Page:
Young people make up a smaller share of recent homebuyers than in previous years most likely due to the increased market activity of baby boomers, a new Zillow report published on Thursday found.
It’s hardly breaking news that the demand for housing has drastically increased over the past 18 months, but the report suggests that this has more to do with demographic trends than the pandemic. Overall, however, individuals aged 30 and older, across all age groups, were buyers at higher rate than those in the same age group a decade ago,
In the past decade, as more and more millennials have aged into their peak home-buying years, Americans aged 60 and over have been more active in the housing market than those of the same age 10 years prior. From 2009 to 2019, the share of recent buyers who are 60 years and old grew 47%, while the share of recent buyers ages 18-39 fell by 13%. In addition, the median age of a homebuyer who completed their purchase within the past year rose from 40 in 2009 to 44 in 2019.
Over the same time period, home values grew 31.2%. In the past two years, prices have grown an additional 22%, which should come as no surprise, as more than half of homes sold this past July went for above list price and there appears to be no end in sight, as Goldman Sachs predicts that home prices will rise another 16% in 2022.
These drastic increases in price, mean that longtime homeowners have seen massive equity gains, giving them more cash to use toward a potential new home, giving them an advantage in a bidding war against younger buyers who may be trying to purchase their first home. All cash offers are more common among repeat buyers than first time buyers and a survey of Zillow Premier Agent partners found that all-cash offers are the top strategy for winning a competitive bid.
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“Whether downsizing or moving to a new town, baby boomers being more active means competition that previous generations did not have when buying their first home,” Jeff Tucker, a senior economist at Zillow said in a statement. “And older buyers have the advantage of a lifetime’s worth of savings and home equity to leverage in a competitive offer.”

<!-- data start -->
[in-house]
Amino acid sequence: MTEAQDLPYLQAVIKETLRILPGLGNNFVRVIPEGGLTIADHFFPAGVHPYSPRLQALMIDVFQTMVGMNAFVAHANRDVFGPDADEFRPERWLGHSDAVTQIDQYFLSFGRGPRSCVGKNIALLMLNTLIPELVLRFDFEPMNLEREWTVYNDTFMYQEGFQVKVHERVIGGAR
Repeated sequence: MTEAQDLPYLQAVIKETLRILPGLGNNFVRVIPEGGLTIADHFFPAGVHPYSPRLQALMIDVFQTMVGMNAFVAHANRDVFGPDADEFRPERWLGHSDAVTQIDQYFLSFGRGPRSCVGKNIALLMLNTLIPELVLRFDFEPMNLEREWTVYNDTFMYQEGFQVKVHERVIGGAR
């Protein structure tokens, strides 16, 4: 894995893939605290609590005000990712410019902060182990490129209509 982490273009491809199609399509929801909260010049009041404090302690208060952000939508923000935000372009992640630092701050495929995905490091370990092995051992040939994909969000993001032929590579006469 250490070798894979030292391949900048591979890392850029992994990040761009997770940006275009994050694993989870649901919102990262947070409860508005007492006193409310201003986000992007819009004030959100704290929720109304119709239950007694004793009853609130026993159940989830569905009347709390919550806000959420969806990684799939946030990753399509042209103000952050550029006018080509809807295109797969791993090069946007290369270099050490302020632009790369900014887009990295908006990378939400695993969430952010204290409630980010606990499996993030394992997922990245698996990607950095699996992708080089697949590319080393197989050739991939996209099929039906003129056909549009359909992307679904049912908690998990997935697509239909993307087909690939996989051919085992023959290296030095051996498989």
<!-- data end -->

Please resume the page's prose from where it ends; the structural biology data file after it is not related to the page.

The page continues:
In addition to struggling with rapidly rising home prices, over half of non-homeowning millennials (60%) report that student debt is making it harder for them to purchase a home.
Compounding these generational struggles is the construction slowdown that came out of the Great Recession. The resulting housing shortage has only worsened over the course of the pandemic as homebuilders have faced supply and labor shortages.
Together, all of these factors suggest a likely reason why the share of buyers who were buying their first home has dropped from 46%in 2018 to 37% in 2021.
“Even before the pandemic, the largest-ever generation entering their 30s and the hangover from more than a decade of underbuilding were on a collision course set to define the U.S. housing market,” Tucker said in a statement. “The pandemic supercharged demand for housing, bringing the shortage into relief sooner than we expected, as millennials sought bigger homes with Zoom rooms, and older Americans accelerated retirement plans, spurring moving decisions.”
However, there was some positive news in the housing market report, as it found that younger buyers are seeing more luck in less expensive markets such as Buffalo and Salt Lake City where buyers aged 18-39, made up 57% and 56% of all recent buyers, respectively. A notable exception is tech mecca San Jose, where 54% of 2019 buyers were aged 18-39.